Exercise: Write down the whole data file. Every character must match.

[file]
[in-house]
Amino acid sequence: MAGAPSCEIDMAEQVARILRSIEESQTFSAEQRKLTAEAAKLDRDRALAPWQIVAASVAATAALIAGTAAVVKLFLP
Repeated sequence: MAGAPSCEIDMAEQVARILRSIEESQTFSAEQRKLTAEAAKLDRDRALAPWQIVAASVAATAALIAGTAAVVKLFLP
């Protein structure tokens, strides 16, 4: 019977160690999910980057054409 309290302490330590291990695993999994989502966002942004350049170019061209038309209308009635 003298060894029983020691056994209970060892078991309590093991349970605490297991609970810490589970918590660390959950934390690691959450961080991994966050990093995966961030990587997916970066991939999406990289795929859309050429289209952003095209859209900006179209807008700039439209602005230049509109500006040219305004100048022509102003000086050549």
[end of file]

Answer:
[in-house]
Amino acid sequence: MAGAPSCEIDMAEQVARILRSIEESQTFSAEQRKLTAEAAKLDRDRALAPWQIVAASVAATAALIAGTAAVVKLFLP
Repeated sequence: MAGAPSCEIDMAEQVARILRSIEESQTFSAEQRKLTAEAAKLDRDRALAPWQIVAASVAATAALIAGTAAVVKLFLP
């Protein structure tokens, strides 16, 4: 019977160690999910980057054409 309290302490330590291990695993999994989502966002942004350049170019061209038309209308009635 003298060894029983020691056994209970060892078991309590093991349970605490297991609970810490589970918590660390959950934390690691959450961080991994966050990093995966961030990587997916970066991939999406990289795929859309050429289209952003095209859209900006179209807008700039439209602005230049509109500006040219305004100048022509102003000086050549």